If you are having trouble sleeping, are snoring loudly, wake up with a headache, are fatigued during the day, have had significant weight gain, or find yourself falling asleep while driving or at work, it is possible that you have sleep apnea. Sleep apnea is a serious health condition in which the body does not breathe regularly during sleep.
The most common form is obstructive sleep apnea (OSA) where a blockage in the breathing passages physically keeps the body from being able to breathe as it should. This may be particularly affected by people who experience weight gain or obesity. Less commonly, central sleep apnea (CSA) is when the brain does not communicate to the respiratory system to tell the muscles to breathe. This type of sleep apnea can be caused by various problems such as brain infection, stroke, spinal or nerve damage, or drug use.
How Medications Cause Sleep Apnea
Certain drugs may contribute to the cause of sleep apnea as they have a tendency to induce weight gain, which is one of the main cause of obstructive sleep apnea. Other medications that are meant to relieve anxiety, stop convulsions, treat pain, or help with sleep may actually be a trigger for sleep apnea as they may keep the brain from telling the respiratory system to breathe.
Medications that Can Cause Sleep Apnea
Here are some of the types of medications that may lead to problems with sleeping disorders, including sleep apnea:
- Opiates. Also called narcotics or opioids, this class of medications can cause sleepiness and has a tendency to “numb” the brain to keep it from communicating to the body to breathe. Some names include hydrocodone, oxycodone, morphine, codeine, and more.
- Antidepressants. Many of the older versions of antidepressants (i.e. Elavil or Paxil) have a tendency to stimulate appetite and cause weight gain. Part of the issue with these medications is that they suppress REM sleep and this can cause serious problems with sleep disturbances and weight gain.
- Muscle Relaxants. Used to relieve anxiety, treat seizures, and work as anticonvulsants, these medications often dull the brain’s ability to tell the respiratory system to breathe. Klonopin, Xanax, Valium, and Ativan are some of the common brand names for these drugs.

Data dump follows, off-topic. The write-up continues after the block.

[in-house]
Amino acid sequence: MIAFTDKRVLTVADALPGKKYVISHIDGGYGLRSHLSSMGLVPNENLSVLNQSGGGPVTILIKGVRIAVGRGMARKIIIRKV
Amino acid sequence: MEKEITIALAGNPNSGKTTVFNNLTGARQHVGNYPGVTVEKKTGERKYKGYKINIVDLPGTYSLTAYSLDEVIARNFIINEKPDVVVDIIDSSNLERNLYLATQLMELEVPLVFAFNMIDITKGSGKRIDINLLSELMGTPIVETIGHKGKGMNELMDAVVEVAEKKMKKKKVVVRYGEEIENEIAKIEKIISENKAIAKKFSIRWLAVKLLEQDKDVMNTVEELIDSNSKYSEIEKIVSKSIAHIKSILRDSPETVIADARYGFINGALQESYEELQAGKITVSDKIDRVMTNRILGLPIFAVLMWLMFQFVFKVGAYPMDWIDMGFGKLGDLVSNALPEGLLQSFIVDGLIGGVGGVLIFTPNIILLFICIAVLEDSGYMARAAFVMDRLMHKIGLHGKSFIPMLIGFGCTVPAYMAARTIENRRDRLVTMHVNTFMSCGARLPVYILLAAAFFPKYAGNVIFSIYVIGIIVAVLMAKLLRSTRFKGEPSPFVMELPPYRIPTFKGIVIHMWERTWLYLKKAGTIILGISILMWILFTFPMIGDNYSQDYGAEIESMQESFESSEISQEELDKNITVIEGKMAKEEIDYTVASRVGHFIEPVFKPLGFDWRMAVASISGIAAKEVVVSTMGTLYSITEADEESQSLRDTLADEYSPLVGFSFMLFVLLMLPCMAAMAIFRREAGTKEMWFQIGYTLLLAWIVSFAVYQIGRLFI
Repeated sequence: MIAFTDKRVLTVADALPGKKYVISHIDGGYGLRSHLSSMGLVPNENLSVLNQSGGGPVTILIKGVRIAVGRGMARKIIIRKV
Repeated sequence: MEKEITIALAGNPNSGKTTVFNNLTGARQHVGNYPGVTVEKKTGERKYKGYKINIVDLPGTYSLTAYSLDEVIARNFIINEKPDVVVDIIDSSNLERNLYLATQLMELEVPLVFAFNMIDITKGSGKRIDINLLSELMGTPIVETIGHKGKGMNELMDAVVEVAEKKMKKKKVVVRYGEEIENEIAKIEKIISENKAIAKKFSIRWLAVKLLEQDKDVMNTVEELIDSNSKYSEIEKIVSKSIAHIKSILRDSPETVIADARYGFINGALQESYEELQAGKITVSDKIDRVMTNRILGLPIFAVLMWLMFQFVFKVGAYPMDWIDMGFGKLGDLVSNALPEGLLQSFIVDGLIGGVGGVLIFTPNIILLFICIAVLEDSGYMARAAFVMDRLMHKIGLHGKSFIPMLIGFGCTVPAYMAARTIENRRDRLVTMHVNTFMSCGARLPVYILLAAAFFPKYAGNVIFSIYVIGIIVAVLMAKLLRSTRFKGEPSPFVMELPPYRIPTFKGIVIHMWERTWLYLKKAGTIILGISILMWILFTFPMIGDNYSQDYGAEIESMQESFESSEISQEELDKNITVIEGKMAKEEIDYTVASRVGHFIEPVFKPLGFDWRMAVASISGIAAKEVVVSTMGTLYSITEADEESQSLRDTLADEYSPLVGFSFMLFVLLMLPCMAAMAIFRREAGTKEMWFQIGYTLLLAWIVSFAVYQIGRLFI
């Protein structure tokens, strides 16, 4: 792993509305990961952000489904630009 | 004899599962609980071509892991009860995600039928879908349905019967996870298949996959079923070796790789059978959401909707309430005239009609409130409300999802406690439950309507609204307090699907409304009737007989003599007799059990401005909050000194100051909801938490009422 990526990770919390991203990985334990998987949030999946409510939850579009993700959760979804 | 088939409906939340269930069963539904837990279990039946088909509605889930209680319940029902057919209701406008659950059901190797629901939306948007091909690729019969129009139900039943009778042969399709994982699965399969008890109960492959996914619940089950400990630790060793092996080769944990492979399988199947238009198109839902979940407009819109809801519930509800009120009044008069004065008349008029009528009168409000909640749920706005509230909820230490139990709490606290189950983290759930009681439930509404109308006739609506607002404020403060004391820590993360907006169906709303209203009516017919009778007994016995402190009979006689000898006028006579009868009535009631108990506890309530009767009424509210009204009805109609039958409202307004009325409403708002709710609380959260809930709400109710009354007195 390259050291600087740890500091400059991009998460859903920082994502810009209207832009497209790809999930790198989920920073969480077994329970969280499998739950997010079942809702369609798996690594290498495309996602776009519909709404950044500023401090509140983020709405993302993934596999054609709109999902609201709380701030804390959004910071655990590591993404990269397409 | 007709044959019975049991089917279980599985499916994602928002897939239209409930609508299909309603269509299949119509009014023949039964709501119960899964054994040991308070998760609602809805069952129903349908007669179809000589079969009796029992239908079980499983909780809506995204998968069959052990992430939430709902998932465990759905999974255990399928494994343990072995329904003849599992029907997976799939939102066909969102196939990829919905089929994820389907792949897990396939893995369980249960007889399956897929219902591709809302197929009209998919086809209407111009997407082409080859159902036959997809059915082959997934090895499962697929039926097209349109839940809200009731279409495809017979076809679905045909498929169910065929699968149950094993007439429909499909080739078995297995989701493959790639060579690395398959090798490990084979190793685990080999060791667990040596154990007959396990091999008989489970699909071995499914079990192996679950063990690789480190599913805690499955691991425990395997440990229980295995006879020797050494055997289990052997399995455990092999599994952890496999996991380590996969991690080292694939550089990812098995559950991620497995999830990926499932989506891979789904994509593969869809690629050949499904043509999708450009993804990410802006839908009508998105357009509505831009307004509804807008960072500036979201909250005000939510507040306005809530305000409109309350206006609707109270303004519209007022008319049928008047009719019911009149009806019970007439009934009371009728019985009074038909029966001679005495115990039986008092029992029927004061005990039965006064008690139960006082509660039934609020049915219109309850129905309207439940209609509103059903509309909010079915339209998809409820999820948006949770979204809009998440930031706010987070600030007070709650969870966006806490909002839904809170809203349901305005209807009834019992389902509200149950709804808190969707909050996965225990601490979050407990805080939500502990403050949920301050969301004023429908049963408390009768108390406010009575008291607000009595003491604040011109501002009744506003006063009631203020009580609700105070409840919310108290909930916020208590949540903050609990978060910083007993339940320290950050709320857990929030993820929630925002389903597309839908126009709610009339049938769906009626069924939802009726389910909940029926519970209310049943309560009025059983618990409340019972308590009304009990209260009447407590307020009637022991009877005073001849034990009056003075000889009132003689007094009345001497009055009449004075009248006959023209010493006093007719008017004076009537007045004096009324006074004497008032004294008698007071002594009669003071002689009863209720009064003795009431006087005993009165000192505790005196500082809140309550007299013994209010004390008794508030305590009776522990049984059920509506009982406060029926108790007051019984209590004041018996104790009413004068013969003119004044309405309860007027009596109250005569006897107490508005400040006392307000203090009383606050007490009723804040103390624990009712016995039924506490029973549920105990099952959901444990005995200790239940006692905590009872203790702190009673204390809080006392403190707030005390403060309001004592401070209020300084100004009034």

- Antipsychotics. Certain drugs used to treat mental instability can cause large amounts of weight gain very quickly and even insulin resistance leading to diabetes. These include Abilify, Seroquel, Risperdal, and others.
- Barbiturates. Less commonly used today because of their side effects, these are used for sedation purposes related to seizures, panic attacks, or other anxiety problems. Phenobarbital and Amobarbital are some of the more common names.
- Allergy Medicines. Antihistamines may lead to weight gain, including brand names such as Zyrtec and Allegra. The contrast is that that allergies can also be the cause of sleep apnea if they lead to nasal congestion, so it is important to check with your doctor about how to control this.
- Corticosteroids. Used to control inflammation, these medications (Prednisone, for example) can cause significant weight gain as well as asthma, and other autoimmune conditions that could be related to sleep apnea.
Most of these medications are available only by prescription from a medical professional. If you are taking any of these medications that are having an adverse effect on your sleeping, or even causing sleep apnea, it is critical that you contact your doctor right away to discuss other options for your health.
Dangers of Sleep Apnea
Sleep apnea can be the trigger for many serious diseases that can affect your health and even shorten your life. Cardiovascular disease, high blood pressure, stroke, diabetes, metabolic syndrome, obesity, acid reflux (GERD), adult asthma, and even early onset Alzheimer’s disease have all been linked in a relationship with sleep apnea. Obviously this is a serious condition that should be addressed if there is any reason to believe that you or someone you care about has sleep apnea.
The good news is that sleep apnea is a condition that is treatable with many options that are non-invasive. While it can be life-threatening if left untreated, it doesn’t have to be. CPAP machines, sleep apnea pillows, positional therapy, weight loss, and other treatment options are all available to get you back to healthy sleeping habits and a happier you.